“The board properly found that there was clear and convincing evidence of respondent’s criminal conduct and that respondent violated five rules of the Code of Judicial Conduct. The board properly found that the respondent’s felony conviction and the findings of the reviewing courts support all the allegations in the complaint and demonstrate that the respondent violated five rules of the Code of Judicial Conduct when she abused her judicial position to interfere with her brother’s employment contract.”
The relator’s answer continues:
“Respondent’s felony conviction for Having an Unlawful Interest in a Public Contract, as a felony of the fourth degree in violation in R. C. 2921.42(A)(1), conclusively demonstrates that she violated Jud.Cond.R. 1.1 [A judge shall comply with the law]. Rel. Ex. 6. Relator’s Exhibit 6 is a certified copy of the Judgment Entry of Sentencing; she was sentenced to six months in jail. Id. Relator’s Exhibit 5 is a certified copy of the verdict form, demonstrating that the jury found her guilty. Therefore the board correctly found that under Gov.Bar R.V(18)(B), the relator presented conclusive evidence that the respondent was convicted of a felony offense and, thus, has failed to comply with the law in violation of Jud.Cond.R. 1.1.”
The relator’s answer further states:
“Despite her argument to the contrary, no evidence was withheld from the respondent. Respondent argued that the relator “intentionally refused to provide all of Judge Hunter’s emails.”Resp. Obj. at 9. The Respondent did not engage in written discovery, and she did not request any email evidence from the relator. However, even if she had, the relator had no such evidence to provide. The relator does not possess any of the respondent’s emails beyond those emails she provided as the proposed exhibit. Relator did not withhold exculpatory evidence.”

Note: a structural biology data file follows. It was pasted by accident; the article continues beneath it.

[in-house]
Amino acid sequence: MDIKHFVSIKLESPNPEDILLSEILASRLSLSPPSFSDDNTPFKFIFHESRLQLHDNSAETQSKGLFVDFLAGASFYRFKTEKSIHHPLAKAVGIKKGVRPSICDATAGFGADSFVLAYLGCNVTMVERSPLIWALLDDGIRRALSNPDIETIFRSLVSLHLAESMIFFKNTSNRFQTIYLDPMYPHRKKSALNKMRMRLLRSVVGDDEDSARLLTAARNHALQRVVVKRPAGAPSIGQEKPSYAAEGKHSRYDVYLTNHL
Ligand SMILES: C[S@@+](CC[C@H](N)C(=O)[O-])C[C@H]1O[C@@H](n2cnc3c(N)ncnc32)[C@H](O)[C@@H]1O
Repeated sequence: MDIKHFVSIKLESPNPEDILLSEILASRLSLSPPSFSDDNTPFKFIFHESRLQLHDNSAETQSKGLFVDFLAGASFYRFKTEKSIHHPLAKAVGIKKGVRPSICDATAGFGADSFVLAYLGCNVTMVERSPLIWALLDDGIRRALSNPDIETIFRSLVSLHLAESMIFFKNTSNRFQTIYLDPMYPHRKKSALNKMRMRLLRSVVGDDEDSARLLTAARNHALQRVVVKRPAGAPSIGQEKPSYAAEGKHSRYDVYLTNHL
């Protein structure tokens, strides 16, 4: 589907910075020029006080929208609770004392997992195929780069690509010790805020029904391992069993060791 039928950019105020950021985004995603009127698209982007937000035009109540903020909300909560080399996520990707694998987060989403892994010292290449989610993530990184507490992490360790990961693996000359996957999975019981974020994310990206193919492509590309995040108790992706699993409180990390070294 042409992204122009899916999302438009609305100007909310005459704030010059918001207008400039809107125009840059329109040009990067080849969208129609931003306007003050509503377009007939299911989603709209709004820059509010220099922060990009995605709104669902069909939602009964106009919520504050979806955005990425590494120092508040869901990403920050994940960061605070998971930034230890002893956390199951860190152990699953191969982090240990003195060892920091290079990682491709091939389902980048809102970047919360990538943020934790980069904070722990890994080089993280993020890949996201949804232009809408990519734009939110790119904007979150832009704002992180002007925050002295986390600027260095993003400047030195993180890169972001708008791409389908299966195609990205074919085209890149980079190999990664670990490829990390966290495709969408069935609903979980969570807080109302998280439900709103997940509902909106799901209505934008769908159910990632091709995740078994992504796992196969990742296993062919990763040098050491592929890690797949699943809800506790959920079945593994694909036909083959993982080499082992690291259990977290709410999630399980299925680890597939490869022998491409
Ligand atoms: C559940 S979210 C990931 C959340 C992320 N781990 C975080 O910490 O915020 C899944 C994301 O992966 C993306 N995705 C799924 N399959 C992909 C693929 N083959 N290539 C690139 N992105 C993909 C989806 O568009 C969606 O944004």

Based on these foregoing reasons, the Disciplinary Counsel requested the court to adopt the board’s recommended sanction and indefinitely suspend the respondent from the practice with credit for time served under her interim felony suspension.
The relator’s request states:
“Respondent abused her position as a judge and committed a felony in an attempt to protect her brother’s employment. She interfered in her brother’s termination proceedings and abused her position to obtain documents in order to provide them to her brother to assist in his defense. He then tried to provide them to his attorney, who refused them because she believed accepting them would have been unethical. As a result, the respondent was convicted of having an Unlawful Interest in a Public Contract in violation of R.C. 2921.42(A)(1 ), as a felony of the fourth degree. No Ohio judge who has committed a felony offense while in office has received anything less than an indefinite suspension. Based on that precedent, the abuse of her position, and the aggravating and mitigating factors in this case, the relator respectfully submits that this court should adopt the board’s recommended sanction and indefinitely suspend the respondent from the practice with credit for time served under her interim felony suspension.”
Former Judge Hunter attended the University of Cincinnati College of Law, graduating in 1992.
Ms. Hunter sat as a judge for the Hamilton County Juvenile Court located at 800 Broadway St., Cincinnati, Ohio, and can be reached at 513-946-9200. Her info can be found on ballotpedia.org.
A copy of the original filing can be found here.